Whisk together the coconut milk through the eggs in a large bowl. Add the cubed bread and the raisin/whiskey mixture, pressing gently to moisten. Let stand 15 minutes. Spoon into a 13x9 inch pan that has been coated with cooking spray. Sprinkle the cinnamon sugar evenly over the pudding. Bake 35 - 45 minutes, or until the pudding is set. Serve warm with Caramel Whiskey Sauce.
Caramel Whiskey Sauce
1 1/4 cups sugar
2/3 cup water
1/4 cup coconut oil
1/3 cup coconut cream*
1/4 cup Irish Whiskey
1/4 cup coconut milk
Combine the sugar and the water in a medium saucepan over medium-high heat. Bring to a boil, then simmer until sugar dissolves, stirring constantly. Simmer another 15 minutes over medium-low heat until golden - do not stir. Remove from heat. Carefully add the coconut oil and the coconut cream, stirring well with a whisk. Cool slightly, then stir in the whiskey and coconut milk. Make one day ahead and refrigerate until ready to serve. The sauce will thicken and turn from a translucent color to a milky white color.
*To get coconut cream, open a can of coconut milk (do not shake it first) and skim off the thick cream from the top.
Tuesday, October 14, 2008
Here is another attempt at making spring rolls. I filled them with fresh vegetables - julienned cucumber and sweet orange pepper and slices of avocado (bean sprouts would also be a nice addition). I hope I'm not making anyone cringe with my version of a spring roll - I'm just loving their fresh taste and using whatever I have in the kitchen to make them (which right now is not much - I need to go shopping!). I found a recipe for the Vietnamese dipping sauce here.
2 tbsp. fish sauce
3 tbsp. water
juice from 1/2 large fresh lime 1
minced clove garlic
1 tbsp. sugar
1/2 tsp. chili garlic sauce
4 spring roll skins
2 ounces cooked rice vermicelli or mung bean threads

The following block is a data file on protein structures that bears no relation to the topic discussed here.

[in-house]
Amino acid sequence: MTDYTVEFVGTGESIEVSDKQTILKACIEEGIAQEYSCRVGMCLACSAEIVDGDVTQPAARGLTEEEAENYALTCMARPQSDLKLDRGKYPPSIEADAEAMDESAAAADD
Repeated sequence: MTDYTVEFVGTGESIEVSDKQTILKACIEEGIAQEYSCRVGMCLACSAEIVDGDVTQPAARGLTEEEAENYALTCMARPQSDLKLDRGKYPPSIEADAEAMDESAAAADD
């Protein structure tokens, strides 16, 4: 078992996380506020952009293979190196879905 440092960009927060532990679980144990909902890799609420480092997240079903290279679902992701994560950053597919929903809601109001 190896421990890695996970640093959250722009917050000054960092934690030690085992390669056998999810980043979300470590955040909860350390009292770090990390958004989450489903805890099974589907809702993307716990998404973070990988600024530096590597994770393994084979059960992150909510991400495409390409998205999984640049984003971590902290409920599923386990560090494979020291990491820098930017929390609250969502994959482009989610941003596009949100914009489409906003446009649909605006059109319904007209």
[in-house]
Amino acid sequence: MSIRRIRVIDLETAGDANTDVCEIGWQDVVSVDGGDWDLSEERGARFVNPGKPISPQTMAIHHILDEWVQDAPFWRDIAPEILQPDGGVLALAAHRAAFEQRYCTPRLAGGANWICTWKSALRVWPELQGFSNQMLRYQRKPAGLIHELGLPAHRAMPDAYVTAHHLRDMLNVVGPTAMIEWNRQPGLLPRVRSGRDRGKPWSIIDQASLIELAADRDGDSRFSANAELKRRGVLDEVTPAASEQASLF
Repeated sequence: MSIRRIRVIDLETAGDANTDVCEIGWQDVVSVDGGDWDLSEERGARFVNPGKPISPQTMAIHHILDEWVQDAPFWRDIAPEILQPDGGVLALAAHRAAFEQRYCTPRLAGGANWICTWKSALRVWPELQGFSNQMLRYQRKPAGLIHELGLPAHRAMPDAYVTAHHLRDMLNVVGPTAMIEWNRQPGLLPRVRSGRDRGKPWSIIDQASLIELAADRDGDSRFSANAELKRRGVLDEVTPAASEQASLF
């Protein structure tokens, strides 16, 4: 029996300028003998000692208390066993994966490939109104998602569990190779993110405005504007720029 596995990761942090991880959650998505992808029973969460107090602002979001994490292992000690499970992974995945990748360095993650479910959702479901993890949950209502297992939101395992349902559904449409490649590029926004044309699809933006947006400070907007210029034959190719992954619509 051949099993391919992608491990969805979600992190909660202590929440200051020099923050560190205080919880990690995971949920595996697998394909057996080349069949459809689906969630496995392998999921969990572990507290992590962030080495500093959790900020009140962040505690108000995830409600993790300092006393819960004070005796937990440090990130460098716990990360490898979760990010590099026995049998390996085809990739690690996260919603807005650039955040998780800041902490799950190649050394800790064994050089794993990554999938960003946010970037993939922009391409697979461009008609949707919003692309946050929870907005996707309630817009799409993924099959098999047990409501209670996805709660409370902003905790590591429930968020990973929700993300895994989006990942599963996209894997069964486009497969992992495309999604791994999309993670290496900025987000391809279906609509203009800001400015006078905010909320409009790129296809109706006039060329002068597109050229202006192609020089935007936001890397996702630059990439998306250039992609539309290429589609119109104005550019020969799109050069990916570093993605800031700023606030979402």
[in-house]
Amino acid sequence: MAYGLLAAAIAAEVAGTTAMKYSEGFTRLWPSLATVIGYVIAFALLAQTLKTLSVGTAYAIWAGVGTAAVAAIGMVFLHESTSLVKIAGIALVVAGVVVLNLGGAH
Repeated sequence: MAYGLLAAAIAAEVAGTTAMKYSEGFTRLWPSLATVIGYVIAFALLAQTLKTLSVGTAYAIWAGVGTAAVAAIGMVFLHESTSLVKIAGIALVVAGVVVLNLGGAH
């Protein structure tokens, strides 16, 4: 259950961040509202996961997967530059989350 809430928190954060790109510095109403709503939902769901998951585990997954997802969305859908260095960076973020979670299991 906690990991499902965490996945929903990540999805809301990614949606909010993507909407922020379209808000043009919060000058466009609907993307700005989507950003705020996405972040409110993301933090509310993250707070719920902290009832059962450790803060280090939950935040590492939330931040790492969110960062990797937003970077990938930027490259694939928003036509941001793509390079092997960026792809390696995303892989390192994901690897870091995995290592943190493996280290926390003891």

1 large pickling (salad) cucumber, julienned
1/3 sweet orange pepper or 1 carrot, julienned
1 avocado, pitted, peeled and sliced
4 sprigs fresh cilantro
For the sauce: Heat the fish sauce through the chili oil until the sugar is dissolved, set aside.
Dip spring roll skins one by one in a bowl of warm water until just beginning to soften. Layer on damp paper towels, set aside. The skins will continue to soften as you prepare the filling.
Divide the vegetables and vermicelli into 4 equal portions. Place 1/4 vegetables and vermicelli in the middle of a spring roll (I alternated dark and light colors). Top with a sprig of cilantro. Bring the top and bottom of the roll down about an inch and then roll from one side to the other. Repeat with remaining ingredients. Serve spring rolls with the dipping sauce on the side.
2 tbsp. sugar
3 tbsp. cashew butter
3 tbsp. wheat-free soy sauce or UnSoy Sauce
3 tbsp. water
2 tbsp. canola oil
1 minced clove garlic
8 spring roll skins
8 boneless, skinless chicken tenders or meat alternative, if desired
1/4 tsp. garlic powder, 1/4 tsp. salt and 1/4 tsp. pepper
1 tbsp. canola oil
2 cups shredded broccoli and one medium red onion, thinly sliced, OR julienned carrots
leafy green lettuce, spines removed
Heat the sugar through the garlic until the sugar is dissolved, set aside.
Dip spring roll skins one by one in a bowl of warm water until just beginning to soften. Layer on damp paper towels, set aside. The skins will continue to soften as you prepare the filling.
Cook the chicken (if using) in hot oil in a skillet over medium heat, sprinkling with the garlic powder, salt and pepper, until chicken is cooked through, about 5 minutes. Remove to a plate and cut into bite-sized slices.
Saute the broccoli and onion 2-3 minutes or until crisp-tender. (I used carrots in place of the broccoli and onion and left them raw.)